My Street Fighters illustration series actually started out as a deck of playing cards. I like illustrating playing cards, because creatively speaking they're a bit restrictive — which sounds like a bad thing, but hear me out! Creative constraints create fun challenges that require creative solutions, and each solution has an interesting effect on the project's outcome...
The available space on a playing card is limited. After adding margins, leaving some clear space in the corners and then dividing the card in half I was left with a tiny, awkwardly shaped artboard. One way to get around this constraint was to remove the joints and bones from the characters' arms (uh, it looked cuter than it sounds) which allowed them to curve and squish into any pose within the cramped space. Noodle arms!
Playing cards should look like they're the "right way up" no matter which way they they're held. In order to achieve that, each half needed to be visually balanced, even when they occasionally had two completely different characters on them. So, I set up a symmetrical template for all of the cards to be based off — this helped them look balanced individually, and consistent as a set.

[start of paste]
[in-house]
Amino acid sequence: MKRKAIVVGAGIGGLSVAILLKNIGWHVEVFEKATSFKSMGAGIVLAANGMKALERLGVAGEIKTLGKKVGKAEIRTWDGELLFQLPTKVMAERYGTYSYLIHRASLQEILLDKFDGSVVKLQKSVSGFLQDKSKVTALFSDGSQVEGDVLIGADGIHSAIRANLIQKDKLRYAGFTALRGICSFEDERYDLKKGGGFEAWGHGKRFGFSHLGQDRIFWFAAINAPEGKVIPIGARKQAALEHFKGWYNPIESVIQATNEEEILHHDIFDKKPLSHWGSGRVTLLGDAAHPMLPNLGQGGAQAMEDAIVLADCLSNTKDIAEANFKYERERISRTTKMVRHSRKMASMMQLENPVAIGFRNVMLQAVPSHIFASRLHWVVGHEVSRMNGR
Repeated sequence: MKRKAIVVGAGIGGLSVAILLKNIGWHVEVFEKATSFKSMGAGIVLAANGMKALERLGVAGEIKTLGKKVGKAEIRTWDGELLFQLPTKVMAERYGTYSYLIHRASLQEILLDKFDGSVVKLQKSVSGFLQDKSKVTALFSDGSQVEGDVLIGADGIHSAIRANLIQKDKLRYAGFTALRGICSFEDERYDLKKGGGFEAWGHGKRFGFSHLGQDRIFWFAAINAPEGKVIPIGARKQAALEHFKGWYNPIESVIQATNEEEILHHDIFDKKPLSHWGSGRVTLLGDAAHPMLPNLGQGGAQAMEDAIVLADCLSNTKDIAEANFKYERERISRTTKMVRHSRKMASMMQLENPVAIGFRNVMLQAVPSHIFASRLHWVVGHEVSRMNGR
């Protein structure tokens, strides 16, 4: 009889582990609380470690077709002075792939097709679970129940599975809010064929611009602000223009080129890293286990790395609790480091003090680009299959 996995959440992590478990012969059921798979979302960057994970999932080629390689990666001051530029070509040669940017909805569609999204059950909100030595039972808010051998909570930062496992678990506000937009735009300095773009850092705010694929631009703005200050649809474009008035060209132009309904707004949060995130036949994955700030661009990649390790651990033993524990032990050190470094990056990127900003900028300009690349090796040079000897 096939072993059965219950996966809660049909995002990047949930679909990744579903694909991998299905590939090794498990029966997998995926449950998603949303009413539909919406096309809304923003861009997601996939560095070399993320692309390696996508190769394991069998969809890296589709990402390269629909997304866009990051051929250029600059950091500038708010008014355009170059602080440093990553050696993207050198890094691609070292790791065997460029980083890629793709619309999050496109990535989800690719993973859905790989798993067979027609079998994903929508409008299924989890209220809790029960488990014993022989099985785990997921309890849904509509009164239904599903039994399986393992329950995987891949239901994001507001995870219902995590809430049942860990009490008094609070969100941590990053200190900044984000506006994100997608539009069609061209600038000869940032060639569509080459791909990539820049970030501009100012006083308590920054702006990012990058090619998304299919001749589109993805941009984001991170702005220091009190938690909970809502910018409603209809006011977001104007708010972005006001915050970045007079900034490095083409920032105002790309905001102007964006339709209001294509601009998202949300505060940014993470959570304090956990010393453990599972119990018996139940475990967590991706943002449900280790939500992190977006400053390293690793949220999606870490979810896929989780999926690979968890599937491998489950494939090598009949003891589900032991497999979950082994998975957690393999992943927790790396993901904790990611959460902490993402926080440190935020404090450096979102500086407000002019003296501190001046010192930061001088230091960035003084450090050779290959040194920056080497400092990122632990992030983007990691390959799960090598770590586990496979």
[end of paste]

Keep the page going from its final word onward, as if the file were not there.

Traditional playing cards have only 3–4 colours, this is a production constraint but it's also one of the things that makes them look 'traditional'. In honour of that, I chose to begin with a fairly simple colour palette. The colour palette grew and grew, but because the base palette was mostly made up of primary and secondary colours it continued to be playful and vibrant!
Can't Stop, Won't Stop
I should have set myself another constraint: 'Only make 12 cards, idiot', I couldn't decide which characters to include and before I knew it I had drawn over 60 of them. The process took so long that by the time I had finished it, my illustration style had changed. It was time for a rethink...
Recycle, Reuse, Redraw
The project had gotten out of hand so I decided to ditch the card idea completely and redraw all of the characters in a new illustration style, this time as a series of individual busts. The influence of those initial constraints remained though — the way the playing card format initially affected the space, symmetry and palette ended up making the final illustrations look unique. It became a part of my style and I had a lot of fun developing it!